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  • Writer's pictureStoried Church


writer: Shelley Willis Queen (wife, mother, foster mother, friend, employee – in other words, a human being, just like everyone else.)

Many years ago I was an involved, happy member of an independent, fundamental Baptist church. My family and I were there every Sunday morning and night. We went out on visitation, served in Sunday school,  and the choir. We ran a bus route to bring children to church in hopes of demonstrating the love of Christ to them and bring them to the knowledge of salvation through Christ. We even went out Soul winning and assisted in the Reformers Unanimous program where we helped the homeless and addicts. We loved our church, our pastor, and our church friends. 


Then a change came. 


As happy as I seemed, I was putting on a false face. I was sincere in my service to Christ, but I was in an abusive marriage. I talked to my pastor seeking guidance and was told that biblically I had to follow my husband and submit to him. 


Wrong answer!


When I told the pastor that I had asked for a divorce, I was told that I needed to step down from all of the areas I served in. I was shocked and heart broken. Needless to say, I left that church. 


Years went by before I attempted entering the doors of another church building. I finally found one that I could serve in - infant childcare, the prayer team - and worship with people I thought loved me for me. When I was “outed,” that all came to an end too. Once again, the church family I had come to trust betrayed me. Knowing that Christ still loved me regardless of who I am, my sexual orientation, my family dynamics, or anything else, separation from that church was a little easier but still painful. 


The Bible says that Christ came to save ALL. It doesn’t say only the straight, Anglo Saxon, Hebrew, Roman, Israelite, etc. It says ALL. 


Looking forward to the promises of Storied Church, I find comfort in knowing there is a group of individuals who have already welcomed me into their arms and hearts. I am so looking forward to having a place of worship (a building with people - my actual place of workshop is within myself and my heart) where my family and I can begin our service again. I hope and pray that it will be a place of warmth, caring, loving people; a place for ALL to worship and serve together; a place of solace; a place peace.


This is my story.


With love and admiration,


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  • Writer's pictureStoried Church

By now many of our Christmas trees have been put in the attic or thrown to the curb. Our neatly placed manger scenes are now stored nicely ready to be displayed later this year. And as we enter into 2020 we are confronted yet again with the reality of our state of affairs, upheaval in the Middle East, a soon to be impeachment trial, and for those a part of the United Methodist Church a possible split over issues concerning human sexuality.


In our present current affairs right now is an assassination of a senior Iranian military official. In response to the disturbance this is causing in the Middle East the US is sending 3,000 troops to stabilize the region. People are calling for the US Nation to be unified and to pray for our troops in lieu of a possible war with Iran.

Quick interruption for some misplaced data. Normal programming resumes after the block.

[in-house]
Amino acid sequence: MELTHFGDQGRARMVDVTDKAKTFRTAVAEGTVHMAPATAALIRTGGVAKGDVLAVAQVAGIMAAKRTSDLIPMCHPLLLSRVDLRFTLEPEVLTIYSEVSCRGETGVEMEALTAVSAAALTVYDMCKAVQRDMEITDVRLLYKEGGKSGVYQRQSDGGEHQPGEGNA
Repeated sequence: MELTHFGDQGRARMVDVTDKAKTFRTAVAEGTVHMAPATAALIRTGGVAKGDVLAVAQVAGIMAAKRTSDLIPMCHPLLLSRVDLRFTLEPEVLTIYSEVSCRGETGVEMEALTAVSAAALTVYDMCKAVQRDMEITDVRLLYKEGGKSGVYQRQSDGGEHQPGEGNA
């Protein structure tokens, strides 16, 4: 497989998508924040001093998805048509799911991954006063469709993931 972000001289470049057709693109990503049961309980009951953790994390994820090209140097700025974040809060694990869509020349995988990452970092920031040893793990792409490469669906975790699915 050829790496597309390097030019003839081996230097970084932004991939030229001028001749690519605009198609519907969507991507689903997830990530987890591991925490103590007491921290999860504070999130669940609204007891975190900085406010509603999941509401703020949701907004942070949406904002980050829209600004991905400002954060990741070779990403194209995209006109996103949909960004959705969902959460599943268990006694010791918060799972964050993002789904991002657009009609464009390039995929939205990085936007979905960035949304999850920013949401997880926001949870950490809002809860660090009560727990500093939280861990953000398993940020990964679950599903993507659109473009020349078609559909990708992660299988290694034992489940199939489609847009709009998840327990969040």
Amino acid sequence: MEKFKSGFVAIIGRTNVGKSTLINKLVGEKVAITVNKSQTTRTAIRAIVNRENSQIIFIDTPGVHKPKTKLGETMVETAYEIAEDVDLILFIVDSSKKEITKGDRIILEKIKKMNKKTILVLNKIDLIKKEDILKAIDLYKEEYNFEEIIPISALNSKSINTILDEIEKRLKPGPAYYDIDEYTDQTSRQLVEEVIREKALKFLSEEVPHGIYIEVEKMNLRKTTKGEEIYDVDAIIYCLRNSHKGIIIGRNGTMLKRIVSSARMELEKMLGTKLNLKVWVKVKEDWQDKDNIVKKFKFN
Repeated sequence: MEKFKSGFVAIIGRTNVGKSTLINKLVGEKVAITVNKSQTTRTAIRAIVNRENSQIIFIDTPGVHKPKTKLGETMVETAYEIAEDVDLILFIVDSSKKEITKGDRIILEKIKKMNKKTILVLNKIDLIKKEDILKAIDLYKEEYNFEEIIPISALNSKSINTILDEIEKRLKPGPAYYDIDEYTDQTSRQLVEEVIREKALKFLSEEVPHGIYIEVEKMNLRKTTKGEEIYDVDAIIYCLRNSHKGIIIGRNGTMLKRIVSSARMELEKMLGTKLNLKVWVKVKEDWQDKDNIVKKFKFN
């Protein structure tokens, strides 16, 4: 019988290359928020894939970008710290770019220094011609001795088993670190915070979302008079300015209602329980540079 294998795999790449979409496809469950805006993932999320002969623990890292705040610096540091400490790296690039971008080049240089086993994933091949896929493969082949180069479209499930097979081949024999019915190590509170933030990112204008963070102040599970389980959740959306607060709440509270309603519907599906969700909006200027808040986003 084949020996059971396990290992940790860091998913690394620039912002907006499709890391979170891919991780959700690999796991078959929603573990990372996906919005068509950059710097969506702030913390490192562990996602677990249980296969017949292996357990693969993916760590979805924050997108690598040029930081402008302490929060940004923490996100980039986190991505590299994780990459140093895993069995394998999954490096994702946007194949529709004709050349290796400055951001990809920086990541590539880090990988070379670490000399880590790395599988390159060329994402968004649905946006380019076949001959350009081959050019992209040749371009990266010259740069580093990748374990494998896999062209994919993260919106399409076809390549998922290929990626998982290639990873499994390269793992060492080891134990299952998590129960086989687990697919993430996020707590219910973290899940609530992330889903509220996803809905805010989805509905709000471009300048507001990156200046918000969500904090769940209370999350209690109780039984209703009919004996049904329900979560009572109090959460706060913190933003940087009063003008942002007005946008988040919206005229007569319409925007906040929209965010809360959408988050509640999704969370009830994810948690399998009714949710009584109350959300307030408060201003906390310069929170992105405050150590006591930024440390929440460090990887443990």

What do we mean when we say we should unify? Does that mean we shouldn't have dissenting opinions? Can a Christ-following person endorse or ever give praise for any act of violence regardless of their country? And does this make us unpatriotic when we have these questions? What I think we mean when we say unity is uniformity. Dissenting opinions need to fall in line, which isn't unity. Unity leaves space for a variety of ideas and opinions to exist in tension.


Our conviction as a congregation is that Jesus was a person of peace. He demonstrated this with his life. Showing us that at the end of the day violence leads to well more violence. The willingness to demonstrate restraint and to be diplomatic is considered to many a point of weakness but for us, a spiritual strength called meekness. To love our enemies isn’t just a call for our individual lives but one that the state should take notice of.


In our prayers we ask God to be on our side and for God to be with us. Something about this is troubling and a notion that Jesus challenged often. We pray to Jesus as if Jesus was a United States citizen or a Republican or a Democrat.


The Jesus story has more in common with that of refugees, immigrants, those experiencing poverty and especially those occupied by foreign powers like the United States in their own homeland.

It is uncomfortable for us as a church to just pray for our troops. It lacks the full view of God and seems to demonstrate that God cares more about our nation and not other nations. Jesus calls us to also pray for those who we consider our enemies. Maybe the reality is that Jesus is trying to teach us a second way. Possibly showing us that when praying for our enemies we actually start to dignify them and to feel some sort of compassion. We then begin to see the mothers who clutch onto their dead babies that were killed by United States bombs.


The argument over how a state uses violence to achieve peace is not an indictment on those who serve or a lack of appreciation. My father served in Iraq in the early 2000s and I remember good Christian folk debating the legitimacy of the war in Iraq. It was no doubt difficult to hear those conversations when my father was actually engaged in those conflicts. But nonetheless, as I look back it is important and vital that the church has a deep, scriptural understanding and struggle of how our views are shaped of current affairs.


We feel that it is also our Christian duty to denounce violence in whatever way it presents itself. Too often we confuse our allegiance to Christ as the same as the state. But it isn’t. We are not trying to create disunity but I feel that when Christians detest violence… they shouldn’t be silenced. Or accused of causing disunity or unpatriotic.